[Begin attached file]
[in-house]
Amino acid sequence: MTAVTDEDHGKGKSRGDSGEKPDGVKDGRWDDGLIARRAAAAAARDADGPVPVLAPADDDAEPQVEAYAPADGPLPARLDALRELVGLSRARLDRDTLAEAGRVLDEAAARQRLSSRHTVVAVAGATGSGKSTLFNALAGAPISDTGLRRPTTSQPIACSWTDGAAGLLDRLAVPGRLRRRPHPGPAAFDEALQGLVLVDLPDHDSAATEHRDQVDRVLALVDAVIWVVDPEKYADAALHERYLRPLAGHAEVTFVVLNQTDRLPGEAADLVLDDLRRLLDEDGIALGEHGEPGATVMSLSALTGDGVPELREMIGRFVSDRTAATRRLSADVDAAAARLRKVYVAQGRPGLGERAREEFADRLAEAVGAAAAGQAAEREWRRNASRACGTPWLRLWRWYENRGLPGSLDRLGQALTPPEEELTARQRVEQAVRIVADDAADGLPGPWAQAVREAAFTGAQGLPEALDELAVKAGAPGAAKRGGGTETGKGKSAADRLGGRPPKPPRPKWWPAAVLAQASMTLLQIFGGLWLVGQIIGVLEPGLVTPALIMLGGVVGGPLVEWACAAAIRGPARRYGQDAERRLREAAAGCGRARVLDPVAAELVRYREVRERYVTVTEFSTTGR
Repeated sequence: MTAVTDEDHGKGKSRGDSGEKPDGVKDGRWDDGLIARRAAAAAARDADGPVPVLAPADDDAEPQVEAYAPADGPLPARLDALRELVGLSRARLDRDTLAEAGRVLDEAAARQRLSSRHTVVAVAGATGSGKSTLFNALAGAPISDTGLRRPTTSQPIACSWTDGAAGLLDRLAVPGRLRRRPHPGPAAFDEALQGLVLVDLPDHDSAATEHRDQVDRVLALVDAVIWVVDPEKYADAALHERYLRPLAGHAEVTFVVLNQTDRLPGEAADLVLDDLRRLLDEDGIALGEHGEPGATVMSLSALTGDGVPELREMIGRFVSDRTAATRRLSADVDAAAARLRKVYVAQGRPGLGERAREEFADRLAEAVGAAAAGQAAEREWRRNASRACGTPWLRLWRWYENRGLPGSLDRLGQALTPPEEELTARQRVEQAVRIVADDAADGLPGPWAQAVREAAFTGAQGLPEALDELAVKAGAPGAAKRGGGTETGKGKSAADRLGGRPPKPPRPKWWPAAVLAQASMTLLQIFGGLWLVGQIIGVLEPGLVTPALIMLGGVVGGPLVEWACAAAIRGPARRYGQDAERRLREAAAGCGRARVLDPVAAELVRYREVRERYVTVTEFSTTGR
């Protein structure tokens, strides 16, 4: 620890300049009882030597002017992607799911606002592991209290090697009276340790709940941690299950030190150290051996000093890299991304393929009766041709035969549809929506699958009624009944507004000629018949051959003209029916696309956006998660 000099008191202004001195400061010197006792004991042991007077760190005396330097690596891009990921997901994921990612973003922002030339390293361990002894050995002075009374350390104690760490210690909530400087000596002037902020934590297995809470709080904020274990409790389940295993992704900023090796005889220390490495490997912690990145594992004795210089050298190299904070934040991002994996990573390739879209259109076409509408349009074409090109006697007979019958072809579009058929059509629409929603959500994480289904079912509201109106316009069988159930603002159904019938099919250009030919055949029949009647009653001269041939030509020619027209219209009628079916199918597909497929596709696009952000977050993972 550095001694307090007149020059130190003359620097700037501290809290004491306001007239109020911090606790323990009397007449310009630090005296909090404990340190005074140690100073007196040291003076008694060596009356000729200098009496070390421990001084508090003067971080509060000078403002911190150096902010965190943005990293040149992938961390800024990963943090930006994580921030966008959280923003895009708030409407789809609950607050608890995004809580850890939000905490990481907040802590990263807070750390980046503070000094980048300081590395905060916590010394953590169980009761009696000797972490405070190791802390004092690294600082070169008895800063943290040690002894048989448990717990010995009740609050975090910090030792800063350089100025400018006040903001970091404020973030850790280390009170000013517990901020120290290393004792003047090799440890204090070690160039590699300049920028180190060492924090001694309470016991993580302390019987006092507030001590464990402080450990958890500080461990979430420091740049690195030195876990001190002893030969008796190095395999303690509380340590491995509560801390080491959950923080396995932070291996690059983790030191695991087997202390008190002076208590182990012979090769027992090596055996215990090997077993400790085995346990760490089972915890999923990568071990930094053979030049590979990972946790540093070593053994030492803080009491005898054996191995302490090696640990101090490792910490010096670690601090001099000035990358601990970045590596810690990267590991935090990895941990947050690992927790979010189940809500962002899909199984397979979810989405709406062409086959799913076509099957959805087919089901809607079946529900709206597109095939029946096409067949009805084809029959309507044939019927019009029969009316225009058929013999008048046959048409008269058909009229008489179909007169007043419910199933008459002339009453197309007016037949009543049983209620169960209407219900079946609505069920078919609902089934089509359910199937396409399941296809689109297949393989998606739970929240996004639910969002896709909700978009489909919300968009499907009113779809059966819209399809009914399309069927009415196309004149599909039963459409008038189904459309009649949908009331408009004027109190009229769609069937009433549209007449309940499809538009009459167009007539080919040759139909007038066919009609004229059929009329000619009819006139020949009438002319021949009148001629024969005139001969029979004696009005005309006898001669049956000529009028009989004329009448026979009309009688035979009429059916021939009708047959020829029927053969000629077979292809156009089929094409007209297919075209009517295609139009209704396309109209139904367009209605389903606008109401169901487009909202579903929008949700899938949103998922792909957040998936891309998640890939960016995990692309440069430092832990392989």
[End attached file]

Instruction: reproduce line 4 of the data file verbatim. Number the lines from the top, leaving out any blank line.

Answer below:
């Protein structure tokens, strides 16, 4: 620890300049009882030597002017992607799911606002592991209290090697009276340790709940941690299950030190150290051996000093890299991304393929009766041709035969549809929506699958009624009944507004000629018949051959003209029916696309956006998660 000099008191202004001195400061010197006792004991042991007077760190005396330097690596891009990921997901994921990612973003922002030339390293361990002894050995002075009374350390104690760490210690909530400087000596002037902020934590297995809470709080904020274990409790389940295993992704900023090796005889220390490495490997912690990145594992004795210089050298190299904070934040991002994996990573390739879209259109076409509408349009074409090109006697007979019958072809579009058929059509629409929603959500994480289904079912509201109106316009069988159930603002159904019938099919250009030919055949029949009647009653001269041939030509020619027209219209009628079916199918597909497929596709696009952000977050993972 550095001694307090007149020059130190003359620097700037501290809290004491306001007239109020911090606790323990009397007449310009630090005296909090404990340190005074140690100073007196040291003076008694060596009356000729200098009496070390421990001084508090003067971080509060000078403002911190150096902010965190943005990293040149992938961390800024990963943090930006994580921030966008959280923003895009708030409407789809609950607050608890995004809580850890939000905490990481907040802590990263807070750390980046503070000094980048300081590395905060916590010394953590169980009761009696000797972490405070190791802390004092690294600082070169008895800063943290040690002894048989448990717990010995009740609050975090910090030792800063350089100025400018006040903001970091404020973030850790280390009170000013517990901020120290290393004792003047090799440890204090070690160039590699300049920028180190060492924090001694309470016991993580302390019987006092507030001590464990402080450990958890500080461990979430420091740049690195030195876990001190002893030969008796190095395999303690509380340590491995509560801390080491959950923080396995932070291996690059983790030191695991087997202390008190002076208590182990012979090769027992090596055996215990090997077993400790085995346990760490089972915890999923990568071990930094053979030049590979990972946790540093070593053994030492803080009491005898054996191995302490090696640990101090490792910490010096670690601090001099000035990358601990970045590596810690990267590991935090990895941990947050690992927790979010189940809500962002899909199984397979979810989405709406062409086959799913076509099957959805087919089901809607079946529900709206597109095939029946096409067949009805084809029959309507044939019927019009029969009316225009058929013999008048046959048409008269058909009229008489179909007169007043419910199933008459002339009453197309007016037949009543049983209620169960209407219900079946609505069920078919609902089934089509359910199937396409399941296809689109297949393989998606739970929240996004639910969002896709909700978009489909919300968009499907009113779809059966819209399809009914399309069927009415196309004149599909039963459409008038189904459309009649949908009331408009004027109190009229769609069937009433549209007449309940499809538009009459167009007539080919040759139909007038066919009609004229059929009329000619009819006139020949009438002319021949009148001629024969005139001969029979004696009005005309006898001669049956000529009028009989004329009448026979009309009688035979009429059916021939009708047959020829029927053969000629077979292809156009089929094409007209297919075209009517295609139009209704396309109209139904367009209605389903606008109401169901487009909202579903929008949700899938949103998922792909957040998936891309998640890939960016995990692309440069430092832990392989």